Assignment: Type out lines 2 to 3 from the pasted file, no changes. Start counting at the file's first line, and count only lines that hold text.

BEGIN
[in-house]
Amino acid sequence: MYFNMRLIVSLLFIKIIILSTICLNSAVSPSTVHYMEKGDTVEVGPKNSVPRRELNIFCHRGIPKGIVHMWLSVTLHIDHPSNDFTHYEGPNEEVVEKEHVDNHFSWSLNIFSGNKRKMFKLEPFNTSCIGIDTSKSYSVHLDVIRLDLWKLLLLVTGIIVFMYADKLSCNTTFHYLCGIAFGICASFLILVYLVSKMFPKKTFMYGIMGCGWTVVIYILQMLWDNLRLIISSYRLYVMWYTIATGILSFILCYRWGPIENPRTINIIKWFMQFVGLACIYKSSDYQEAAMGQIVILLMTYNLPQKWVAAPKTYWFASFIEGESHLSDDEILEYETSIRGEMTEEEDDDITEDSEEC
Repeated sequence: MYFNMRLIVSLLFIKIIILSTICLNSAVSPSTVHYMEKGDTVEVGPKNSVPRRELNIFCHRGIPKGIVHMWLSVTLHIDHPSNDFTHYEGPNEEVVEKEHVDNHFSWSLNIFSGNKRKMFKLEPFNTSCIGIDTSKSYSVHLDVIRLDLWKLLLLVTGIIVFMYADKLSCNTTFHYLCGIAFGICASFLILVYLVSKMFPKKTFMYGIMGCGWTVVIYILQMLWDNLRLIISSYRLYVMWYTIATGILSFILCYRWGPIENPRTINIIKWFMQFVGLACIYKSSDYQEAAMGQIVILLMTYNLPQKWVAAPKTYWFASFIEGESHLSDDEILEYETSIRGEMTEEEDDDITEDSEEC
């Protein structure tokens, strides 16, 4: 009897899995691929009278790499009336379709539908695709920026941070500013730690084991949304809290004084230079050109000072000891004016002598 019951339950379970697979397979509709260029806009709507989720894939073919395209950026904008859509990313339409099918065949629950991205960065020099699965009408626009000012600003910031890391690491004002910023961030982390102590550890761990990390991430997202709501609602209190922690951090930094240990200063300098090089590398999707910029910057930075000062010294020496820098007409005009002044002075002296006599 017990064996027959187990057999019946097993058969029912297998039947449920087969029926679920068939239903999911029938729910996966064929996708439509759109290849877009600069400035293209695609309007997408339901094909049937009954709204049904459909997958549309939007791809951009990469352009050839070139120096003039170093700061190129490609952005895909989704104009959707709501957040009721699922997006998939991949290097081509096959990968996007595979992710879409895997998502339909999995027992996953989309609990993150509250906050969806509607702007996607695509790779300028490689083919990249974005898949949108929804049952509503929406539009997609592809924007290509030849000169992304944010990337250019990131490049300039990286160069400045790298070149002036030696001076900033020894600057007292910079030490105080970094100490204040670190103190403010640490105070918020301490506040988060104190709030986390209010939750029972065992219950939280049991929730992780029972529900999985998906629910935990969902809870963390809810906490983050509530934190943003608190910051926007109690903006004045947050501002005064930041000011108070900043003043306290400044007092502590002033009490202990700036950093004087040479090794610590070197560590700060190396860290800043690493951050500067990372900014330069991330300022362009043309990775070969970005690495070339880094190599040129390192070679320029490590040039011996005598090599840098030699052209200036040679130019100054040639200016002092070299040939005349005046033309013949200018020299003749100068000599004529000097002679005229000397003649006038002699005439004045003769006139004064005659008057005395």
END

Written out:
Amino acid sequence: MYFNMRLIVSLLFIKIIILSTICLNSAVSPSTVHYMEKGDTVEVGPKNSVPRRELNIFCHRGIPKGIVHMWLSVTLHIDHPSNDFTHYEGPNEEVVEKEHVDNHFSWSLNIFSGNKRKMFKLEPFNTSCIGIDTSKSYSVHLDVIRLDLWKLLLLVTGIIVFMYADKLSCNTTFHYLCGIAFGICASFLILVYLVSKMFPKKTFMYGIMGCGWTVVIYILQMLWDNLRLIISSYRLYVMWYTIATGILSFILCYRWGPIENPRTINIIKWFMQFVGLACIYKSSDYQEAAMGQIVILLMTYNLPQKWVAAPKTYWFASFIEGESHLSDDEILEYETSIRGEMTEEEDDDITEDSEEC
Repeated sequence: MYFNMRLIVSLLFIKIIILSTICLNSAVSPSTVHYMEKGDTVEVGPKNSVPRRELNIFCHRGIPKGIVHMWLSVTLHIDHPSNDFTHYEGPNEEVVEKEHVDNHFSWSLNIFSGNKRKMFKLEPFNTSCIGIDTSKSYSVHLDVIRLDLWKLLLLVTGIIVFMYADKLSCNTTFHYLCGIAFGICASFLILVYLVSKMFPKKTFMYGIMGCGWTVVIYILQMLWDNLRLIISSYRLYVMWYTIATGILSFILCYRWGPIENPRTINIIKWFMQFVGLACIYKSSDYQEAAMGQIVILLMTYNLPQKWVAAPKTYWFASFIEGESHLSDDEILEYETSIRGEMTEEEDDDITEDSEEC